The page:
Proposed Smithfield sale a good thing

 On May 29, U.S. pork giant Smithfield Foods announced a proposed $4.72 billion takeover by Shuanghui International Holdings, China’s largest meat producer.

Predictably, this announcement was met by the reflexive bias from many quarters that we have unfortunately come to expect regarding major foreign, and particularly Chinese, acquisitions of American firms. This is counterproductive in a time when the U.S. economy needs more, not less, foreign investment.

ADVERTISEMENT

Smithfield is not being purchased by “the Chinese” or their government. It is important to note here that Shuanghui is not a state-owned enterprise. It a private company, publicly traded on the Shenzhen stock exchange. In fact, Goldman Sachs at one point owned a majority stake in the firm and remains a significant investor. This is a corporate acquisition.   

There have been calls from some of my colleagues and outside interests for the U.S. Committee on Foreign Investment (CFIUS) to review or even block the deal. This is a shortsighted distortion of the role of CFIUS. The committee is designed to protect the national security interests of the United States, particularly to prevent foreign control of strategically critical companies and technologies. Frankly, I am unconcerned by Chinese access to American ham-spiraling technology. CFIUS should not be used as a tool of protectionism for its own sake. 

Many Americans have raised questions about what impacts this deal will have on food safety, labor rights and environmental issues. Just because Smithfield may be owned by a Chinese firm does not mean that its operations in the United States will no longer be subject to U.S. laws and regulations. 

In fact, the combined company’s American products and processes will still be subject to regulation by those same American regulators who have taken appropriately punitive enforcement actions against Smithfield in the past. Nor does this deal promise a sudden influx of Chinese pork products. China is a net importer of pork, and Chinese consumers are becoming increasingly discerning and vocal about the safety and quality of the meat they buy. Part of the value that Shuanghui is getting from this deal is access to higher-quality products produced with American standards by America’s farmers and workers, which can be exported and sold to Chinese consumers.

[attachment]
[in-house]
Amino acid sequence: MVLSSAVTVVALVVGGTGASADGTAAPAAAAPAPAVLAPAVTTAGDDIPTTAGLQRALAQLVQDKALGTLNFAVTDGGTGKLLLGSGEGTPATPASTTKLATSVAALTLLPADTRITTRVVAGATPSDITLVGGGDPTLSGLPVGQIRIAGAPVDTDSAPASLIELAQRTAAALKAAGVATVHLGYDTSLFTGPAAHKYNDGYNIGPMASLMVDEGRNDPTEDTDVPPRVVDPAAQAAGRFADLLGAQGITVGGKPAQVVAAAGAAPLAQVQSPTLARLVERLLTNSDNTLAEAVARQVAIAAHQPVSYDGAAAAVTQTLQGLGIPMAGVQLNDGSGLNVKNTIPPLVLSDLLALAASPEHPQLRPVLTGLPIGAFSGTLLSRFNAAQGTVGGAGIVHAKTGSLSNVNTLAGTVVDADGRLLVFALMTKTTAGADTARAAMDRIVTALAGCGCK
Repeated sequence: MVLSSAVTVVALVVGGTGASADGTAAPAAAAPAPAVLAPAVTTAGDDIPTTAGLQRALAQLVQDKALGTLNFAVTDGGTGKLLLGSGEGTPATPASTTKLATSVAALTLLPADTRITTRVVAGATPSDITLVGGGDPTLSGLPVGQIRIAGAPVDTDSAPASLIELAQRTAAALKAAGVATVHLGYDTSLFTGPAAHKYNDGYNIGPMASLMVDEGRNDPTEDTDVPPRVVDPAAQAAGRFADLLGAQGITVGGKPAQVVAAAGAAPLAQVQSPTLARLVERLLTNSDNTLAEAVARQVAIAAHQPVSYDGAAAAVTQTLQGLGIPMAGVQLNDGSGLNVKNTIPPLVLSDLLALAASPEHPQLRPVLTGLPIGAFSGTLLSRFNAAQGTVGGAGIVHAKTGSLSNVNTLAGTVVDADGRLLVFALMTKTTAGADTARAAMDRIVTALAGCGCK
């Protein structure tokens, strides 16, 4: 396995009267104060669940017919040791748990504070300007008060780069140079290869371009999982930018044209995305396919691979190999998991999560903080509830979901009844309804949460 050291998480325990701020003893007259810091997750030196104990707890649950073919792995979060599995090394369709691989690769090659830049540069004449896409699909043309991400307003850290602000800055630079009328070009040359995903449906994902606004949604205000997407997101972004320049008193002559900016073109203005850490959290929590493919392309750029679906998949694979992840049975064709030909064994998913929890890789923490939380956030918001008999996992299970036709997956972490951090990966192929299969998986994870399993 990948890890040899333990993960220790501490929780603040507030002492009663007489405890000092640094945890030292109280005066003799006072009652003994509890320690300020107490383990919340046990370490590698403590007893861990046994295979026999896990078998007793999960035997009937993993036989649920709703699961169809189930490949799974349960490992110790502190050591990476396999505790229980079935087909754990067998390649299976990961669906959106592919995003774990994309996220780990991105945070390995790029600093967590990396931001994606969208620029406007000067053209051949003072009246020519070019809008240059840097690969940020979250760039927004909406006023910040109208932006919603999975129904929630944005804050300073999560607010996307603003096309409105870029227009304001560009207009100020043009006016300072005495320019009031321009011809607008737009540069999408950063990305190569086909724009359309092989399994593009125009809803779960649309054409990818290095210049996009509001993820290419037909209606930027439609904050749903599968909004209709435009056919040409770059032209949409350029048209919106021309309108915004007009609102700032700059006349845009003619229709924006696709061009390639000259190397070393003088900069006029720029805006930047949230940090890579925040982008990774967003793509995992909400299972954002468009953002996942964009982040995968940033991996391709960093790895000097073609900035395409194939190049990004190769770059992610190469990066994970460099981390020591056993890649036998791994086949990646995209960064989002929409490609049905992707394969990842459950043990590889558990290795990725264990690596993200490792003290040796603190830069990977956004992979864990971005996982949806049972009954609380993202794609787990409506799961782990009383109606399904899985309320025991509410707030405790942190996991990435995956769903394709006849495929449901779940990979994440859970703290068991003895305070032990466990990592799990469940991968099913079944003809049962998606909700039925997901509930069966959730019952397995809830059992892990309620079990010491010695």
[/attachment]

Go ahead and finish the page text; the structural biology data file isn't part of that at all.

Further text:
But this debate is about more than just one deal. It is about whether we want the United States to be perceived as “open for business” to the world. Historically, the United States has gained much of its economic growth by being a global leader in promoting open markets and the free flow of capital. We remain both the world’s largest recipient of foreign direct investment and the largest foreign direct investor. Foreigners invested $234 billion in the U.S. in 2011, for a cumulative total of $2.55 trillion in foreign owned assets in the U.S. These investments are a key contributor to our economic success. Foreign companies and their American subsidiaries have been key drivers of “insourcing” and the resurgence of American manufacturing. They employ more than 6 million Americans, maintain a payroll of over $400 billion and pay their employees wages 36 percent higher than the national average.   

It can only hurt our economic recovery if foreign investors become hesitant to deploy their capital in the U.S. because of anticipated political opposition. There is no question that we must protect our strategic interests, and the CFIUS process as it is currently structured is designed to do just that. However, using national security concerns as a means of discouraging foreign investment in areas where restrictions are not absolutely necessary undermines the ability of American trade negotiators and business people to gain access to foreign markets for our goods and services.

Export growth, particularly to expanding consumer markets like China, is critical to our economic future. Blocking deals like the Smithfield acquisition gives foreign governments a reason to maintain barriers to trade and investment that hurt America’s exporters. Of course, these barriers will exist even if Shuanghui is allowed to take over Smithfield, but China is gradually opening its markets and it does not serve our interests to be part of the problem.

To continue the dialogue about the variety of serious issues surrounding foreign investment, we are starting a bipartisan Foreign Direct Investment Caucus in the House. The caucus will focus on educating members of Congress so that we can make informed choices in a policy field that will only grow more important in an increasingly globalized world.

Moran represents Virginia’s 8th congressional district in the House of Representatives and is currently serving his 12th term. He sits on the Appropriations Committee.